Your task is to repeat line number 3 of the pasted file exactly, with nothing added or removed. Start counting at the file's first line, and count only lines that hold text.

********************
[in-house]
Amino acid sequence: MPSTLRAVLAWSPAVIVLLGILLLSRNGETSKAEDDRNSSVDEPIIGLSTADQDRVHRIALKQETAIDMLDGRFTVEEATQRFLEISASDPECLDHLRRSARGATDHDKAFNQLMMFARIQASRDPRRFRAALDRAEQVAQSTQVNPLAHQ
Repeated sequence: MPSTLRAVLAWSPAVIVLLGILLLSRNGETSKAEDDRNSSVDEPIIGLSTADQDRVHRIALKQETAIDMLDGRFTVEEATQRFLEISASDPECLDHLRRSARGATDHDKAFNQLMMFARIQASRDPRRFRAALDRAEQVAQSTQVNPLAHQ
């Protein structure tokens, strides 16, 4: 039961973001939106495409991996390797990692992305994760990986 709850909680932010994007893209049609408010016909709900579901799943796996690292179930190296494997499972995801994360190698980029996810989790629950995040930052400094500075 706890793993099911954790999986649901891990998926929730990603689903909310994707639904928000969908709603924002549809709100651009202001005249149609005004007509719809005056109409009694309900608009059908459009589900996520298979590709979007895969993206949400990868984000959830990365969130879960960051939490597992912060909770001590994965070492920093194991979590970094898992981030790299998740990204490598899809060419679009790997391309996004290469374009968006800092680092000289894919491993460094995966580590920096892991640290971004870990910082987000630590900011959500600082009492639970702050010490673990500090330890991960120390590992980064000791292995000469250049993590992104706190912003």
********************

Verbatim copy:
Repeated sequence: MPSTLRAVLAWSPAVIVLLGILLLSRNGETSKAEDDRNSSVDEPIIGLSTADQDRVHRIALKQETAIDMLDGRFTVEEATQRFLEISASDPECLDHLRRSARGATDHDKAFNQLMMFARIQASRDPRRFRAALDRAEQVAQSTQVNPLAHQ